Category Archives: Opera Review



(Ross’s article appeared in the New Yorker, 8/22.)

In Salzburg, Thomas Adès gives Luis Buñuel’s cool, eerie film from 1962 a new, tragic volatility.

The British composer Thomas Adès is as compelling as any contemporary practitioner of his art because he is, first and foremost, a virtuoso of extremes. He is a refined technician, with a skilled performer’s reverence for tradition, yet he has no fear of unleashing brutal sounds on the edge of chaos. Although he makes liberal use of tonal harmony—including opulent, late-Romantic gestures, for which mainstream audiences profess to be starved—he subjects that material to shattering pressure. He conjures both the vanished past and the ephemeral present: waltzes in a crumbling ballroom, pounding beats in a pop arena. Like Alban Berg, the twentieth-century master whom he most resembles, he pushes ambiguity to the point of explosive crisis.



(Rupert Chrisiansen’s aricle appeared in the Telegraph 8/9.)

As we present our Glyndebourne stream of 'Béatrice et Bénédict’, Rupert Christiansen asks why so many composers love the Bard

At the last scholarly count, almost 300 operas have been drawn fromShakespeare’s plays. These range from The Fairy Queen, Purcell’s late 17th-century fantasia on the theme of A Midsummer Night’s Dream, to musty obscurities such as von Lichtenstein’s 19th-century Ende gut, alles gut (All’s Well that Ends Well), and modern novelties such as Brett Dean’s Hamlet and Ryan Wigglesworth’s The Winter’s Tale – both of which receive their world premieres next season, at Glyndebourne and the London Coliseum respectively. 

In general, it is plot and character, rather than Shakespeare’s poetic language, that have provided the inspiration for operas based on his plays. Although Britten used Shakespeare’s text for A Midsummer Night’s Dream, cutting it drastically but leaving it otherwise virtually unchanged, this is an unusual practice. The great majority of composers have worked up completely new librettos, which make only general or passing reference to the original words.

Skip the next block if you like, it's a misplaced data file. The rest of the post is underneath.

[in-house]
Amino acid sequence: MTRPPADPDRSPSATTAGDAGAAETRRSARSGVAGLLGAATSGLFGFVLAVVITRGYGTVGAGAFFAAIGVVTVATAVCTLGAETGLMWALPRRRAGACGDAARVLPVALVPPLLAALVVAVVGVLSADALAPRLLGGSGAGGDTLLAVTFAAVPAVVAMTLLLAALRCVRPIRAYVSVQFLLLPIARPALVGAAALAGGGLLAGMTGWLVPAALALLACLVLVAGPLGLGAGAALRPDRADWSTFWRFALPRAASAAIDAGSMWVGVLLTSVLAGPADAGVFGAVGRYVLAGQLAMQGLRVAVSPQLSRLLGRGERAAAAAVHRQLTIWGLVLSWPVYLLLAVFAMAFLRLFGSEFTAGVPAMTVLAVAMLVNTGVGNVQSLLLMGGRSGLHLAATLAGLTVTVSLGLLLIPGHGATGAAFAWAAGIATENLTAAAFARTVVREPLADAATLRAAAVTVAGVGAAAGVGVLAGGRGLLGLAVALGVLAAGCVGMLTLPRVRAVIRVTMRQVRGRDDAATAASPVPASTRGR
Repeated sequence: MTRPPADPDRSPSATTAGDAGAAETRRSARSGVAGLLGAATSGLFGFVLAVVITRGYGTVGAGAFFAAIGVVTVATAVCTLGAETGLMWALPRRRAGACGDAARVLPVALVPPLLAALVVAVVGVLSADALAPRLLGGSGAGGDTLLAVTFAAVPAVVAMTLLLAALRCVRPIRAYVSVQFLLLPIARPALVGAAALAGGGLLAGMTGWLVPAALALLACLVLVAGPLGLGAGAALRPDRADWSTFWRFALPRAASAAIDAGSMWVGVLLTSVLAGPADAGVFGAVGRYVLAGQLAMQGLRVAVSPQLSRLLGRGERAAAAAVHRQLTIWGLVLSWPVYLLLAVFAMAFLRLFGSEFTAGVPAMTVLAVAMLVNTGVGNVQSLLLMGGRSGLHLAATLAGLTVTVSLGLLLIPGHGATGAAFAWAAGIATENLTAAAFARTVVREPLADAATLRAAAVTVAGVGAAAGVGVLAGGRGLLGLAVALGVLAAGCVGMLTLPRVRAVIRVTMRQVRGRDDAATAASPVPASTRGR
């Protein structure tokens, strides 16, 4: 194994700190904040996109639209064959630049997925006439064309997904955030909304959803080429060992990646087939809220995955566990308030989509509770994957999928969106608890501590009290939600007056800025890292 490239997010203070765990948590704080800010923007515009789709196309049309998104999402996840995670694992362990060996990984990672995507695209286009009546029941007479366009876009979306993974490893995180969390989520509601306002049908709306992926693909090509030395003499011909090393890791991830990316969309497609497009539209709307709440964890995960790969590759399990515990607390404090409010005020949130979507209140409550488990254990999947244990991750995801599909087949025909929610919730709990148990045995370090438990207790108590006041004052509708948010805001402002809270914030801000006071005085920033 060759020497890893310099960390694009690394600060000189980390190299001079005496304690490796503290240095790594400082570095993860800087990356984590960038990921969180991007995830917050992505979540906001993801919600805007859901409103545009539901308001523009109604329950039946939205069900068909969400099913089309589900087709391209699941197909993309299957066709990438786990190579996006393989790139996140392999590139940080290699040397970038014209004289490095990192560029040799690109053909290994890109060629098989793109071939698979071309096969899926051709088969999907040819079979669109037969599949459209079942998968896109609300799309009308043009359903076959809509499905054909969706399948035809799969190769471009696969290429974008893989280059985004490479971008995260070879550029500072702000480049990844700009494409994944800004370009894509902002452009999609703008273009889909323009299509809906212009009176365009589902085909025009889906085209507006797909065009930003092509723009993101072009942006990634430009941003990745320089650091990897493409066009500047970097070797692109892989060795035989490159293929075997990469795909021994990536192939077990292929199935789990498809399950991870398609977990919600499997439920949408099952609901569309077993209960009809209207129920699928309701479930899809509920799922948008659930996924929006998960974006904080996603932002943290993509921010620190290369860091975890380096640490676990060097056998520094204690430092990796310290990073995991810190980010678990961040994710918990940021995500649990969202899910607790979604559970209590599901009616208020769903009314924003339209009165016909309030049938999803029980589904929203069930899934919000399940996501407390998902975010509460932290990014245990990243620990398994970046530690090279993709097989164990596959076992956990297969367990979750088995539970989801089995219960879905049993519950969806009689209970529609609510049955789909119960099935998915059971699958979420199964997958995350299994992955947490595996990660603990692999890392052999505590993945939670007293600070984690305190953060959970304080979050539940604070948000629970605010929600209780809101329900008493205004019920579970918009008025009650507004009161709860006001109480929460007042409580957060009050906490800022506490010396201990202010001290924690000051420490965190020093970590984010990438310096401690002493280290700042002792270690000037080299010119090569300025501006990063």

(Read more)


(Steph Powers’s article appeared in the Independent, 5/26.)

Suffering from suicidal depression, Sarah Kane experienced her sharpest, most anguished clarity at 4.48am: hence her visceral final play, 4.48 Psychosis. In it, mental extremes are unflinchingly distilled. Wreathed in dark humour or bleak, lyrical beauty, words fragment and coalesce through angry pain and medicated stupor into skinless and terrible lucid freedom.

Where this first ever operatic setting by Royal Opera/Guildhall Composer-in-Residence Philip Venables succeeds is through simple honesty. With a score ranging guilelessly from motoric arrhythmia to wispy renaissance, director Ted Huffman and team attempt neither dramatic adornment nor explanation but allow the text to breathe within a kaleidoscope of inner-outer conflict.




(Ben Brantley’s and Anthony Tommasini’s article appeared in The New York Times, 9/30; via Pam  Green.)

When the Metropolitan Opera announced it would forgo the traditional darkening makeup for the title character in its new production of Verdi’s “Otello,” it set off the latest in an ongoing series of debates about the depiction of race in theatrical settings. In an email exchange, two critics for The New York Times — Ben Brantley, whose specialty is theater, and Anthony Tommasini, whose area is classical music — discussed the “Otello” staging, the uses of blackface, casting trends and more. Here are excerpts from their conversation. 

ANTHONY TOMMASINI Colorblind casting has taken hold over the last couple of decades, both in the theater and opera worlds. Today, if a production of Shakespeare’s “Romeo and Juliet” (or Gounod’s “Roméo et Juliette” in the opera house) starred a black Romeo and a white Juliet, it would simply be a nonissue.

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(Peter Crawley’s article appeared in the Irish Times, 8/10.

It seems like an innocuous question, asked by a chatty Irish woman of a hesitant English couple who have arrived to Ireland by ferry: “Was it a nice crossing?” But in Donnacha Dennehy and Enda Walsh’s darkly absorbing new opera, it becomes something more freighted. “Well, it was a bit choppy,” offers the husband, “but painless enough, all right.” From this point on, the crossing will be choppier and hardly painless.

Inspired by the grim, true story of an Irish woman’s assisted suicide in 2002, but radically transformed, Dennehy’s score and Walsh’s libretto provide a work of wide imagination, unsettling meditation and archly quotidian detail.

Stage Voices Publishing for archived posts and sign up for free e-mail updates: http 2015:// . If you would like to contribute a review, monologue, or other work related to theatre, please write to Bob Shuman at


(Feingold’s article appeared on Theatermania, 10/25.)